In honour of his years of devoted service, former Conservative foreign minister John Baird will have a park named after him – in Israel. Meanwhile, the Green party will debate a policy resolution to revoke the charitable status of the park’s funding organization
Former Conservative foreign minister John Baird will have a park named after him – not in his hometown of Nepean, Ontario or in his former Ottawa West riding – but in Israel. The Jewish National Fund of Canada (JNF-Canada) is sponsoring the development of “John Baird Park” in Sderot, Israel.
At a gala fundraising ceremony in Vancouver in June 2015, JNF executive director Ilan Pilo lauded Baird as “a man of integrity and a true friend to Israel” and honoured him “for years of devoted service to the citizens of Canada, his dedication to the Jews of Canada, and to the State of Israel.”
Baird’s dedication to the State of Israel appears undiminished. In September 2015, Baird was appointed to the Board of the Friends of Israel Initiative, joining former Spanish prime minister José María Aznar, former Northern Ireland prime minister David Trimble, former US ambassador to the UN John Bolton and other notable Israel advocates, in an organization whose mission is to provide high-level cover for Israel. Trimble served as an “international observer” on Israel’s Turkel Commission, which investigated – and not surprisingly, exonerated – the Israeli Defence Forces for their 2010 raid on the Mavi Marmara, killing 10 civilians.
In May 2016, Baird addressed a day-long training session of the World Jewish Congress (WJC) “Jewish Diplomatic Corps” and the Centre for Israel and Jewish Affairs “Young Leaders” on his views of Israel, Iran and the international Boycott, Divestment and Sanctions (BDS) movement. The WJC co-hosted the recent, deliberately misnamed, “Ambassadors against BDS” conference at the UN (There were no ambassadors present, other than Israel’s).
The park as parable
Notwithstanding its benefits to community life, the main purpose of John Baird Park, like Sderot itself, is to provide a more-or-less permanent talking point and parable of Palestinian terrorism and Israeli resilience.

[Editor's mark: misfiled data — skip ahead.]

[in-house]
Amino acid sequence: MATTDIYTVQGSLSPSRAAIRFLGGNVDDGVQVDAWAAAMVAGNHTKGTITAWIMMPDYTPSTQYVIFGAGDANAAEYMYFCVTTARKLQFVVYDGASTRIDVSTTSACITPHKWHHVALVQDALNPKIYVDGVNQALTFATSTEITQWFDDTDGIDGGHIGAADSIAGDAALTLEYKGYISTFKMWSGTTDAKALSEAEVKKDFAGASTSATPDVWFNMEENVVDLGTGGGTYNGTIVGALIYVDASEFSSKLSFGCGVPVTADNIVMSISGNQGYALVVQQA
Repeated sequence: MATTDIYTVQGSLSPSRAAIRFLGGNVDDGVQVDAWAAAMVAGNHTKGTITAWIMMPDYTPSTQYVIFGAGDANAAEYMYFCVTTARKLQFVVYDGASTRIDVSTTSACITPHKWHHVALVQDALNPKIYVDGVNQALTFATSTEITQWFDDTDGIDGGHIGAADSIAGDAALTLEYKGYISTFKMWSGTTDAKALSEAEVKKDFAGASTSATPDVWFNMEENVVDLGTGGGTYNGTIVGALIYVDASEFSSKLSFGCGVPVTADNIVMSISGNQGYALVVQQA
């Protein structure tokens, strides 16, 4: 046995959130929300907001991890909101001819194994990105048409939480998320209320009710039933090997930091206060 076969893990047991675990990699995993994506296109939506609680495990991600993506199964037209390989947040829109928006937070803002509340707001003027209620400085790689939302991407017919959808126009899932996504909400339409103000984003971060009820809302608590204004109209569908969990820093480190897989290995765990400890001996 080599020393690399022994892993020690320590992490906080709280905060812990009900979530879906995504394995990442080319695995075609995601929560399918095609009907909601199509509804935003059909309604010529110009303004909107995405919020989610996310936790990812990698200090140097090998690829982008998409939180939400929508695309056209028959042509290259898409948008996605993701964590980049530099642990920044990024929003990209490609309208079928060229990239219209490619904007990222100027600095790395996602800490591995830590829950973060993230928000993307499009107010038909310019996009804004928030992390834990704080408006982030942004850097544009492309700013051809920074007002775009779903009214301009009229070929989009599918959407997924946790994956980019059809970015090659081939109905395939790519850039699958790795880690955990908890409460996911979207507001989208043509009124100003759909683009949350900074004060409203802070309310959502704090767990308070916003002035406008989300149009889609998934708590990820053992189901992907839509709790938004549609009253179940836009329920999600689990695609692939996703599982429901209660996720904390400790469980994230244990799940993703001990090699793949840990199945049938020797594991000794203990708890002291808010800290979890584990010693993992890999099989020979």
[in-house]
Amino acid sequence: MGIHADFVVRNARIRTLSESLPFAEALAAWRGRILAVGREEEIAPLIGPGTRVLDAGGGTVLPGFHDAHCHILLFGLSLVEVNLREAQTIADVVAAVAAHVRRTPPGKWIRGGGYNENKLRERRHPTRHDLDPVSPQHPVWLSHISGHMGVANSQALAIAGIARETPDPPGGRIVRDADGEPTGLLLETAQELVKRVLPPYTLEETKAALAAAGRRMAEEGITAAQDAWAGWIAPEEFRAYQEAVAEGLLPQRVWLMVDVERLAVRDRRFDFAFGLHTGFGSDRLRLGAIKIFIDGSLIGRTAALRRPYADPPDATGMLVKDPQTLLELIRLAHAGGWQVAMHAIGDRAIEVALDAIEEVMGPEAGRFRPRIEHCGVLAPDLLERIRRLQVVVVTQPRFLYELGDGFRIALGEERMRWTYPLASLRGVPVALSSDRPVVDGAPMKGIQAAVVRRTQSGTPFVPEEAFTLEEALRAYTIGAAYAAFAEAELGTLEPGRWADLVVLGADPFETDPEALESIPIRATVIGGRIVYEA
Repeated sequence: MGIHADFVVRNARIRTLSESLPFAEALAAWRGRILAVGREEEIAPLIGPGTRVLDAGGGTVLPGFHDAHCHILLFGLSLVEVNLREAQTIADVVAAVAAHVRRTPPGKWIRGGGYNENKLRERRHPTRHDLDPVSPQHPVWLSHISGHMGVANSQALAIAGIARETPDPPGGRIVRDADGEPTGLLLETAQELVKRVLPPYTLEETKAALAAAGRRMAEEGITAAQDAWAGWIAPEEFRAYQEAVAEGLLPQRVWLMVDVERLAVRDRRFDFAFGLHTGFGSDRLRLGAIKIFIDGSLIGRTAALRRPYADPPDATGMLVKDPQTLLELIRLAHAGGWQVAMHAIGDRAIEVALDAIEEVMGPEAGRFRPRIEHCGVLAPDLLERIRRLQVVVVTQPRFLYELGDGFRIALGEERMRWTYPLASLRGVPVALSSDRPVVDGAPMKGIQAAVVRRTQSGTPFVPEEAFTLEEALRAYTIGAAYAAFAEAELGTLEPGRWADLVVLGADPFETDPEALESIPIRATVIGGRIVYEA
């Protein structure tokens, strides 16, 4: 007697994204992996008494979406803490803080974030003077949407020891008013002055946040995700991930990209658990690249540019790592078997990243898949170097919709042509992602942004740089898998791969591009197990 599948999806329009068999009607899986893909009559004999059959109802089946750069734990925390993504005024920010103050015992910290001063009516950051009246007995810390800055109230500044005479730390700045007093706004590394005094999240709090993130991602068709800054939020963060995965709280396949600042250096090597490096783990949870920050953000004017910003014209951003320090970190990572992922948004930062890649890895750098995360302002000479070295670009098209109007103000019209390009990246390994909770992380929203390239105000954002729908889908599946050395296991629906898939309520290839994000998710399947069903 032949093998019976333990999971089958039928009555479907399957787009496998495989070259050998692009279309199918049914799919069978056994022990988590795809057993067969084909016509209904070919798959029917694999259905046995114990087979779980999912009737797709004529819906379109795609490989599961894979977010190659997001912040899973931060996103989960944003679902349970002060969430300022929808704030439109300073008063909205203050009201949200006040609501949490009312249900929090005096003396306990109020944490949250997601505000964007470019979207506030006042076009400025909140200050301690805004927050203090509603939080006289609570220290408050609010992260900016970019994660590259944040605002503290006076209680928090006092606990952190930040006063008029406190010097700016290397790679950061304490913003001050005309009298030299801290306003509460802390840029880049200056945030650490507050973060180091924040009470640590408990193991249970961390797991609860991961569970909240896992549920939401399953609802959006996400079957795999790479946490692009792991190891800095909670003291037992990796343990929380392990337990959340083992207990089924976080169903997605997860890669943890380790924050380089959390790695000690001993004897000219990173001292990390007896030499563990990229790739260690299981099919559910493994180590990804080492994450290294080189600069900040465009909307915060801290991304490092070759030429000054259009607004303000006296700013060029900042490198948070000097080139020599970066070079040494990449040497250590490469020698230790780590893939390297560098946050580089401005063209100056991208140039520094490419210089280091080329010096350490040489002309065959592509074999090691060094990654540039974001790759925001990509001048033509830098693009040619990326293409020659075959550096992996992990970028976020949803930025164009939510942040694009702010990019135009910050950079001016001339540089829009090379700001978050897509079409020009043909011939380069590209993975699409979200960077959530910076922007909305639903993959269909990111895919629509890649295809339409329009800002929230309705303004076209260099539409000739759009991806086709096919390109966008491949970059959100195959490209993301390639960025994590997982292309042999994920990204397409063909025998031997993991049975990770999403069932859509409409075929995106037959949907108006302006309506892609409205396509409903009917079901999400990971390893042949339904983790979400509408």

Sderot was founded in 1951 on lands belonging to the destroyed Palestinian village of Najd, whose citizens had been expelled to Gaza by Jewish militias in May 1948. The Israeli government insisted that Sderot and the nearby Nahal Oz kibbutz be established within 1 mile of the Gaza border – that is, within 1 mile of the people they had expelled and then prevented from returning.
When the inevitable happened – an Israeli killed by a Palestinian – General Moshe Dayan seized the opportunity to deliver a stirring eulogy which has since entered the national mythology: “A generation of settlement are we, and without the steel helmet and the maw of the cannon we shall not plant a tree, nor build a house.” Rhetoric echoed in the promotional material for John Baird Park, “built in memory of the 66 brave IDF soldiers who lost their lives during Operation Protective Edge” and featuring a soccer field, volleyball court and “a plaza with a fountain/splash pad, seating areas, pergolas…and life-saving bomb shelters.”
JNF and the arc of history
Since its creation in 1901, the purpose of the Jewish National Fund (JNF) has been to acquire land in historic Palestine for “the purpose of settling Jews on such lands and properties.” Today, the JNF enjoys charitable status in over 50 countries worldwide, including Canada. JNF-Canada provides tax receipts for donations, meaning that a significant proportion of its budget effectively comes from the taxes of ordinary Canadians.
Billing itself as an environmental organization, many of JNF’s forestation projects were actually designed to cover over and erase Palestinian villages destroyed by Israeli forces. A particularly egregious example is “Canada Park,” a JNF-Canada-funded project built over the ruins of three West Bank Palestinian villages, whose residents were expelled and homes demolished by Israeli forces in 1967.
Human rights organizations, including Independent Jewish Voices Canada have launched a worldwide “Stop the JNF” campaign. All of which has led several Green Party members, including party leader Elizabeth May, to sponsor a policy resolution which “calls on the Canada Revenue Agency to revoke the charitable status of the Jewish National Fund for contravening public policy against discrimination and for its failure to comply with international human rights law.”
The resolution may not pass, and the Green Party currently has only one member in Parliament, but taboos are being broken and the arc of history is bending. Which side is John Baird on?
About the Author
Grafton Ross is a geographer and research analyst who has spent years studying the issues and events in Israel/Palestine. Ross currently serves as vice-chair of Canada Talks Israel-Palestine (CTIP). The views expressed are the author’s own, and do not necessarily represent those of CTIP.